"If we did a pure product campaign, we'd have to do 20 or 30 different campaigns. It would be impossible."
Benetton has purchased several large-scale, modern farms in Italy, Argentina, and the United States and is able to produce its own raw materials in the form of cotton and wool. Its flock of 280,000 sheep (Merino and Hereford breeds) is the largest in the world. Although the company reaps over two million pounds of the renewable resource per year, the quantity still fills only about 10 percent of its needs. Investment in research has allowed Benetton to improve the quality of the wool it raises.
In early 1997 the company opened a 12,000-square-foot, three-story flagship store in New York's landmark 1912 Scribner Building at Fifth Avenue and 48th Street, in an attempt to revitalize its presence in the U.S. clothing market. The company spent about $4 million to restore the old building to its original design and condition. In March 1997, Benetton started a bimonthly series of literary readings and arts talks, called "The Salon" since it meets in the store's cafe, in keeping with the locale's rich literary history. In WWD, Carlo Tunioli, general manager of Benetton USA, said of the store's opening, "The New York flagship's objective is to send a message to the American market. Here is what we are now in the Nineties. The significance is not only for the U.S. It will be an international presence because Fifth Avenue has become one of the most important malls in the world." The company plans to open similar stores in major U.S. cities if the New York store is successful enough to warrant such expansion.
In 1997 Benetton implemented a new point-of-service (POS) system of tracking sales and inventory across the United States. The system makes financial reporting uniform. Its IBM hardware greatly improves in-store efficiency by reading bar codes.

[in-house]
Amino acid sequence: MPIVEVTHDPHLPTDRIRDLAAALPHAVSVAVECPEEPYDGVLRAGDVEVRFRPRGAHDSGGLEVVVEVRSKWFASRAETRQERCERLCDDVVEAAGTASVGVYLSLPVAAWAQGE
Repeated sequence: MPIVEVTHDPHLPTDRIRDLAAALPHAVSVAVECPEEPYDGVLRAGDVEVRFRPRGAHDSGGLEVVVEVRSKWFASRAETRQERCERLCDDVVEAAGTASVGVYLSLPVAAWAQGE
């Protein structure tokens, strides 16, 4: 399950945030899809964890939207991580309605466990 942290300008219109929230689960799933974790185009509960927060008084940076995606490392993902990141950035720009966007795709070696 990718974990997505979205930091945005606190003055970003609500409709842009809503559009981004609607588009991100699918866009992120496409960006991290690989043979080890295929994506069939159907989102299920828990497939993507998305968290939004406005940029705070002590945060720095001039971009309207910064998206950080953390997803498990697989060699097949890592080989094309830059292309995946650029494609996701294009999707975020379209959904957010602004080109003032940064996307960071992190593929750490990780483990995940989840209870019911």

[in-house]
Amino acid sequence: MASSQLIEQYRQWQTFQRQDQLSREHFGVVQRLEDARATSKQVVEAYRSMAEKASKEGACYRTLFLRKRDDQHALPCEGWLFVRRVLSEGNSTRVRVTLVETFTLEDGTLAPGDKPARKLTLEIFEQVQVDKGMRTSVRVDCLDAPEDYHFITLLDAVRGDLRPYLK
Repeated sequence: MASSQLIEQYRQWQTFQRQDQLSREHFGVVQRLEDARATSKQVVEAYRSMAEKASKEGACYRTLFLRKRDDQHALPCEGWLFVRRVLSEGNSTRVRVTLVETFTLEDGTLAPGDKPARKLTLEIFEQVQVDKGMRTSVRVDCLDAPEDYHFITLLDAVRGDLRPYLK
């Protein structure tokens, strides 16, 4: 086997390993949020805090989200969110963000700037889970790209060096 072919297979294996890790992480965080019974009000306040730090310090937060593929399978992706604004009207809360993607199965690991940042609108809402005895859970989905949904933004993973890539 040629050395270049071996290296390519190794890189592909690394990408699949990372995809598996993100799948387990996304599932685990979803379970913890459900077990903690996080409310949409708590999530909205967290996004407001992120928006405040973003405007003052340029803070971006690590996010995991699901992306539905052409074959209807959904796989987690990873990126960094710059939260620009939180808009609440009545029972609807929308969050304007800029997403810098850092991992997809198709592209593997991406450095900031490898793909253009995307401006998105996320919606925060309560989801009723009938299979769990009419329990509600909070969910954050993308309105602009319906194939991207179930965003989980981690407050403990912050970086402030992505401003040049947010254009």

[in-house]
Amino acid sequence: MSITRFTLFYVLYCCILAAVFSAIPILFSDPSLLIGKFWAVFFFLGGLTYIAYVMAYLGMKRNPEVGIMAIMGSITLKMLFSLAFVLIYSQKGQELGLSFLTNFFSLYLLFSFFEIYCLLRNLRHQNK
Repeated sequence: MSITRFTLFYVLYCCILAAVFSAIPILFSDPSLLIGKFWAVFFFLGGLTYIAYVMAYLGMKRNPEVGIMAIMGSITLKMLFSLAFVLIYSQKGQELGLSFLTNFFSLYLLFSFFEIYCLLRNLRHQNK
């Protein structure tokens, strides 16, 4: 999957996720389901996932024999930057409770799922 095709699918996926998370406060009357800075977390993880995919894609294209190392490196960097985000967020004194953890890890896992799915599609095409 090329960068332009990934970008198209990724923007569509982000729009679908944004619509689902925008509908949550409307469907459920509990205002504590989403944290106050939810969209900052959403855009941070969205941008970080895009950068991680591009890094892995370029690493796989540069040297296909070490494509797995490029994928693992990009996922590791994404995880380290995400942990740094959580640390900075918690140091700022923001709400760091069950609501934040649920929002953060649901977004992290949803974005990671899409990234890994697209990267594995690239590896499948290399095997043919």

Benetton is primarily a seller of apparel, but it also markets other makers' fragrances, watches, beepers, fashion accessories, and a range of sporting equipment under various high-profile brand names. The United Colors of Benetton line is a collection of colorful, casual garments for adults. Sisley is the company's group of denim clothes. Benetton's children's label is 012, and Zerotundo is marketed to babies and toddlers. Benetton also has several brands of sporting equipment. Asolo makes hiking and rock-climbing shoes. Ektelon is a leader in racquet-ball equipment. Kastle makes skiing and bicycling equipment. Killer Loop makes snowboards and snowboarding apparel, and the Nordica division is a significant producer of ski boots. Prince is a successful maker of tennis rackets and sportswear. Rollerblade, Inc., now owned by Benetton is the original in-line skate manufacturer.
CHRONOLOGY: Key Dates for Benetton USA Corporation
The Benetton Company is formed as a partnership called Maglificio di Ponzano Veneto dei Fratelli Benetton
Benetton opens its first retail store to sell the Benetton line of clothing
Benetton pioneers a dyeing technique that allows minimal inventory and custom garments
Becomes the world leader in knitwear